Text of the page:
Bringing Teams together for Summer

King’s Summer Programmes delivers pre-university and undergraduate-level summer school courses to students from around the world, as well as creating study abroad experiences for year-round King’s students. The emergency deployment of online provision in 2020 posed particular challenges to provide our style of educational experience for students, and the effective use of Microsoft Teams helped to deliver this in addition to a lot of hard work and dedication from tutors and professional services colleagues – in this blog I’m going to focus on Teams though. 

Summer education brings the best of King’s research-enhanced education to students from King’s worldwide partners and elsewhere, in partnership with our fantastic tutors from a wide variety of departments and schools throughout the university. However, Summer education also necessarily has its own distinctive flavour due to its short timespan, varied student groups and position outside of ‘typical’ degree programmes. Student on laptop

Our courses are generally two or three weeks and consist of a wide international mix of students who have never met before. In June 2020, we were among the first in the university to deliver courses to new student groups (as opposed to shifting existing cohorts into online-only teaching), and it was of paramount importance for us to maintain the intensity and community spirit that characterise summer education. We felt that students needed as much real-time interaction as possible and to feel that they were in a shared space which they could help shape. 

Summer Programmes have always made use of KEATS even when on campus, and in 2020 were lucky to be able to use the OPEE design system to deliver a polished and responsive learning environment. However, due to concerns above, we also wanted to make use of a Team for each student group (as opposed to simply using Teams Meetings for live classes).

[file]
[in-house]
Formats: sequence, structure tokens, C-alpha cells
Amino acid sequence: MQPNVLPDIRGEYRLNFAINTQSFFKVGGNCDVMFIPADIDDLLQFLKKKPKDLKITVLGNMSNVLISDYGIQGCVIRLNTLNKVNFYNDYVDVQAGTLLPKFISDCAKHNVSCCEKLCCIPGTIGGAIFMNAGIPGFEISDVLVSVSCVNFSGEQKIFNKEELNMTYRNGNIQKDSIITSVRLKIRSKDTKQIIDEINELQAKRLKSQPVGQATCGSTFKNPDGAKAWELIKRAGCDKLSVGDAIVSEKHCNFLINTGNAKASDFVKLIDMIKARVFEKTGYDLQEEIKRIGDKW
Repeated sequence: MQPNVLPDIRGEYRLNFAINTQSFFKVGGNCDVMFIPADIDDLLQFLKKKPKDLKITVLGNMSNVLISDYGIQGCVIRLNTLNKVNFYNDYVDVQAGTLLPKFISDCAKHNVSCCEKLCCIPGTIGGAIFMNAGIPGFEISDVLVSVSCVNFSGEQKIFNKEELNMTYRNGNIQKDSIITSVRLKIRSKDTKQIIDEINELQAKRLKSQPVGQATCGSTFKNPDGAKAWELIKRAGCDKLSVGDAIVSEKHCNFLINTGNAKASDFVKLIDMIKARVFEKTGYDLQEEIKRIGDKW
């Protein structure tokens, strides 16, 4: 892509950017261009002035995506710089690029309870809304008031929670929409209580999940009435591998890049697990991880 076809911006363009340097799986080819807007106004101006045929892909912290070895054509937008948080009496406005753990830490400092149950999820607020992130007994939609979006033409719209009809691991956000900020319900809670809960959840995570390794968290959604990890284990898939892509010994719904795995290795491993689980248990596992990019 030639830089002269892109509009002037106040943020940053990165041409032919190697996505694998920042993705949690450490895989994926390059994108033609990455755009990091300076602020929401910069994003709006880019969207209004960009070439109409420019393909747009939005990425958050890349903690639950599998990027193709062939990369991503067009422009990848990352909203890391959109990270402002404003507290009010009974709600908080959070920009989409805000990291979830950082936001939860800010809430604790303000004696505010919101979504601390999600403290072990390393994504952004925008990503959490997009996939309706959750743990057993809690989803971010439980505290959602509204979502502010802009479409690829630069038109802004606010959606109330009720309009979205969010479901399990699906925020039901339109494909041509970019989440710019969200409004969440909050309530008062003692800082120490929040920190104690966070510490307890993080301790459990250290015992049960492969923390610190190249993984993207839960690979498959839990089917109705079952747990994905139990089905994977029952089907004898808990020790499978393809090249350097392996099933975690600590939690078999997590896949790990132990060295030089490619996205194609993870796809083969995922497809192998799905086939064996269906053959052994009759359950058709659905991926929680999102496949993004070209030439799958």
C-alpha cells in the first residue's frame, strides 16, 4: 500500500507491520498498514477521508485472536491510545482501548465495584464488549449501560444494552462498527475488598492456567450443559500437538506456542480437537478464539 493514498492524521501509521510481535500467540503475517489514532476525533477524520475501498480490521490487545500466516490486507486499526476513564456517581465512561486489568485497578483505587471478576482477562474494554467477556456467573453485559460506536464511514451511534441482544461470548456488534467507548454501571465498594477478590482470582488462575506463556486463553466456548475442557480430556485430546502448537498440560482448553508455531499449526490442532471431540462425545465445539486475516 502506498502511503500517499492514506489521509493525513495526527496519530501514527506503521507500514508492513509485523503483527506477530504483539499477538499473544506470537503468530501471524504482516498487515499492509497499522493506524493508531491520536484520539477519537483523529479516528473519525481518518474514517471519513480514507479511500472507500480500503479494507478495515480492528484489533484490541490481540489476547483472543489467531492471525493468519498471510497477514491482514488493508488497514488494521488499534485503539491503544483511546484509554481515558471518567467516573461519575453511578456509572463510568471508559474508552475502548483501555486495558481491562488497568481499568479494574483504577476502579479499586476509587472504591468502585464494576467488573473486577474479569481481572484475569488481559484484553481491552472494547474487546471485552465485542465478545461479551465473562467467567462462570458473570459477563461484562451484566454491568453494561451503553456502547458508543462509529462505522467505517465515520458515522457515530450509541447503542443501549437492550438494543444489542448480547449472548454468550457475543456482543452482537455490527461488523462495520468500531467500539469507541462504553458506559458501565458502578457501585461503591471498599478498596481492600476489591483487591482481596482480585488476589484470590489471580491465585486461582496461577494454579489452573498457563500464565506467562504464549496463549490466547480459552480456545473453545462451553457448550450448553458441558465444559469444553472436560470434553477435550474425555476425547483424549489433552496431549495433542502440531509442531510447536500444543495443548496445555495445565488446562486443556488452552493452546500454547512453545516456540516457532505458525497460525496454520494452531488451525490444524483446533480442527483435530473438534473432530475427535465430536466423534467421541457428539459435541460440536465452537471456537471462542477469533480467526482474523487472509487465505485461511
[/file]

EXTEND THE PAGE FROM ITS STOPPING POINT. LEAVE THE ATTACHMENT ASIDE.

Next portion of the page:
The various channels meant that students could connect outside of class time, ask questions and get quick updates, chat and share their thoughts, and generally feel that they had a shared space rather than a teacher-designed VLE. 

There was an administrative burden to this, in terms of monitoring and moderating channels, managing enrolments, providing additional induction and generally being on hand to solve technical problems at all hours. It was the online equivalent of our office in the Strand campus, which in a ‘normal’ summer is a hive of student inquiry and support. Lots of the lessons we learned dealing with problems on an ad-hoc basis can now be formalised into processes for future online courses. 

For our particular brand of intensive summer programmes, using Teams in the way outlined above was really successful. Using KEATS and Teams Meetings alone, we would have struggled to replicate some of the highly participative, collegial elements of Summer courses which are so important to us. 

Useful Links:

  • Summer Times, our department’s own educational blog, has further stories from the last decade of summer teaching.
  • Our website is also a good place to check out more about summer education at King’s. 

Written by Michael Salmon

Michael Salmon is Associate Director (Curriculum Renewal) for King’s Summer Programmes department. Prior to joining Summer Programmes, he worked within Online, Professional & Executive Education, and before that he acquired extensive teaching and lecturing experience elsewhere in UKHE, often with a technology-enhanced learning focus. 

Contact Michael at to discuss the above article or Summer Programmes’ work more generally.



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